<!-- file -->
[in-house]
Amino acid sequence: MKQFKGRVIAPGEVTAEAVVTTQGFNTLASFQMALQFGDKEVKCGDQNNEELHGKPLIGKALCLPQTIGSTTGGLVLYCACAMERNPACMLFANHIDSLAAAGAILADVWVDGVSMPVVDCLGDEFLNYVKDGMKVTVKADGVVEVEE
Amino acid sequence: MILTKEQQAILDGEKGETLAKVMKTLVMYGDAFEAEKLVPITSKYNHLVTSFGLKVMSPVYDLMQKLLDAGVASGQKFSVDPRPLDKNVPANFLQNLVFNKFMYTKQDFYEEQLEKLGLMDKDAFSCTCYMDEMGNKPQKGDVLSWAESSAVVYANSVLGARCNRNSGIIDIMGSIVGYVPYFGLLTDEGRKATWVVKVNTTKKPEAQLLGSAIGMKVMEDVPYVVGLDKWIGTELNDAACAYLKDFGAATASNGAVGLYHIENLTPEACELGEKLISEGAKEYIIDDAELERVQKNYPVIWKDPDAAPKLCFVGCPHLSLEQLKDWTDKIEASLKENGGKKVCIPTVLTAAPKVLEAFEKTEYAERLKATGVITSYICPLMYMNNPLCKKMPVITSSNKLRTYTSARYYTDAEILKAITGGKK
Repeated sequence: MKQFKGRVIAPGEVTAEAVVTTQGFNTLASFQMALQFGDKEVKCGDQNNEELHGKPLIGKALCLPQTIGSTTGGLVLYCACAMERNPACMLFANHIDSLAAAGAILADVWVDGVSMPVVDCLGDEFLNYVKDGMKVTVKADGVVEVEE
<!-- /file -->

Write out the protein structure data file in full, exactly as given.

[in-house]
Amino acid sequence: MKQFKGRVIAPGEVTAEAVVTTQGFNTLASFQMALQFGDKEVKCGDQNNEELHGKPLIGKALCLPQTIGSTTGGLVLYCACAMERNPACMLFANHIDSLAAAGAILADVWVDGVSMPVVDCLGDEFLNYVKDGMKVTVKADGVVEVEE
Amino acid sequence: MILTKEQQAILDGEKGETLAKVMKTLVMYGDAFEAEKLVPITSKYNHLVTSFGLKVMSPVYDLMQKLLDAGVASGQKFSVDPRPLDKNVPANFLQNLVFNKFMYTKQDFYEEQLEKLGLMDKDAFSCTCYMDEMGNKPQKGDVLSWAESSAVVYANSVLGARCNRNSGIIDIMGSIVGYVPYFGLLTDEGRKATWVVKVNTTKKPEAQLLGSAIGMKVMEDVPYVVGLDKWIGTELNDAACAYLKDFGAATASNGAVGLYHIENLTPEACELGEKLISEGAKEYIIDDAELERVQKNYPVIWKDPDAAPKLCFVGCPHLSLEQLKDWTDKIEASLKENGGKKVCIPTVLTAAPKVLEAFEKTEYAERLKATGVITSYICPLMYMNNPLCKKMPVITSSNKLRTYTSARYYTDAEILKAITGGKK
Repeated sequence: MKQFKGRVIAPGEVTAEAVVTTQGFNTLASFQMALQFGDKEVKCGDQNNEELHGKPLIGKALCLPQTIGSTTGGLVLYCACAMERNPACMLFANHIDSLAAAGAILADVWVDGVSMPVVDCLGDEFLNYVKDGMKVTVKADGVVEVEE